-- The Kings stayed in only one hotel during their visit, and though modern by Ghanaian standards, security was somewhat short of Western levels. The skeleton key used to enter the building was identical to each of the room keys.
-- Ghanaian Christians worship in an exuberant manner, using drums, instrument and dance, as well as prolonged singing.
-- Visiting northern Ghana is like going back thousands of years in time. The village where the Kings spent much time was two miles from a source of water, and the women carried water in vessels atop their heads. It had electricity--but few people owned anything that uses power. There were no cars, and a few bicycles. Many of the people live in cone-shaped huts (most buildings are made of an adobe-like material in the north, concrete blocks in Accra). The town is 36 miles from the nearest clinic--and travel is difficult. And with poisonous vipers and cobras all about, being bitten is normally fatal.
-- The nation's industry is largely confined to the Accra area. One of its main exports is the cocoa bean.
-- One church member the Kings met has two wives and 16 children. The Christian churches don't require polygamists to divorce second and third wives, but following New Testament teaching, men with more than one wife cannot hold positions of church leadership.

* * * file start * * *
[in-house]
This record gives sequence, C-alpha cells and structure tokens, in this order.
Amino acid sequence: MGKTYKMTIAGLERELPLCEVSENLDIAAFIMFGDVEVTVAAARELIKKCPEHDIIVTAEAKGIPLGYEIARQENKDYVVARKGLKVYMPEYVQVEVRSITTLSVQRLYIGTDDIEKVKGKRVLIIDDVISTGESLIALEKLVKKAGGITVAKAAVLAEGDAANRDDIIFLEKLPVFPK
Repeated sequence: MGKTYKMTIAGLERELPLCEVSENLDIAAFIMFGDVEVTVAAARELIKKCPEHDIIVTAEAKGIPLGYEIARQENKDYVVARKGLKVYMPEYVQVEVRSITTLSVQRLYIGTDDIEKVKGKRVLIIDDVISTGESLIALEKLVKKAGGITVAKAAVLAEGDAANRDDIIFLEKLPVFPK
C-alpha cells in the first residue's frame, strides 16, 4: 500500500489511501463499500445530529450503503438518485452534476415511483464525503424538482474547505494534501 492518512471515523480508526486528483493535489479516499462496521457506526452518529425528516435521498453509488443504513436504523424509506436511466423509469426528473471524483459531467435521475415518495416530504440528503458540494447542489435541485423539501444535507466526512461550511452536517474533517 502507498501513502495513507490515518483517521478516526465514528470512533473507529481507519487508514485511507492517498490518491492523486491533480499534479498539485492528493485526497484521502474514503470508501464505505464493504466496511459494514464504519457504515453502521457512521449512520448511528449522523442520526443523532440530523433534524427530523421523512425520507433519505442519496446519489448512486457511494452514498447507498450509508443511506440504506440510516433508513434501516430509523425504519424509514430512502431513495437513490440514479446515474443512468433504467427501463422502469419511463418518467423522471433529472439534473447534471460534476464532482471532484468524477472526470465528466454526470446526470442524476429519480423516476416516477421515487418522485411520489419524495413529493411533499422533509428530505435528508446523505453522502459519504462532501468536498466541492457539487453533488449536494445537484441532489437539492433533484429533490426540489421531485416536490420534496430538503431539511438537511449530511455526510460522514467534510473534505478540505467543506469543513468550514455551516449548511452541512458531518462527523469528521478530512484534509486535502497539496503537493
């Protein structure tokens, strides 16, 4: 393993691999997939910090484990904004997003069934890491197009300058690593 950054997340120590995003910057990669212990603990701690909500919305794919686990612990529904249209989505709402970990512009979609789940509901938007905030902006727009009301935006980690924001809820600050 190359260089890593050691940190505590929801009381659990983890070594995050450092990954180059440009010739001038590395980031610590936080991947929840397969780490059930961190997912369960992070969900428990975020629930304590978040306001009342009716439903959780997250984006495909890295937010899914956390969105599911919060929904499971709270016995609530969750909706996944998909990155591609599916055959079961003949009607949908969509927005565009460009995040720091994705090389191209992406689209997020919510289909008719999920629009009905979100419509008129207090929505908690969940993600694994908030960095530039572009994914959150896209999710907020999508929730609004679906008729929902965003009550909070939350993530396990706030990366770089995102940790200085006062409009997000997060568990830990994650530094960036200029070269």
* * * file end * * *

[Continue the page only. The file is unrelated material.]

-- The normal diet includes roots beaten into something resembling dumplings, which are very filling, as well as goat meat, the meat of animals they hunt (such as monkeys) and "road kill." Ghanaians do not waste the meat of animals killed along their roads. The Americans were fed largely chicken and rice, along with sheep sauce and bread. Ghanaians drink milk from cows (but not goats, which King said are "everywhere" and are valued for their meat). The Kings also enjoyed bottled water and Coca-Cola products.
-- Bart spent some time teaching the children of the village, then began to distribute 1,000 pieces of candy and some little toys he and his father brought with them. The children crowded around him, alarming him a bit, because they had never eaten candy or played with such a toy.
-- The Ghanaian people are, by and large, very industrious. But they lack "know how" and the machinery required to raise crops in an efficient manner. "They live day to day," said the speaker, adding that "It hits you hard to realize how much we have and how little they have."
-- The people they came into contact with love America and appreciate the help this nation has extended to them. And the people--within and outside the churches--were very nice to them, King said.
The speaker showed photos of homes and churches, animals they saw at a nature preserve and people they met in Ghana, including William Darko, a preacher who visited Carmi earlier in the year.
The speaker was introduced by program chairman Brock Bolerjack.
Linda Williams won the weekly 50-50 drawing, splitting $28 with the club.
Corn Days contribution cards were passed out to members, who were urged to collect donations from area businesses. The money helps finance the annual October community celebration.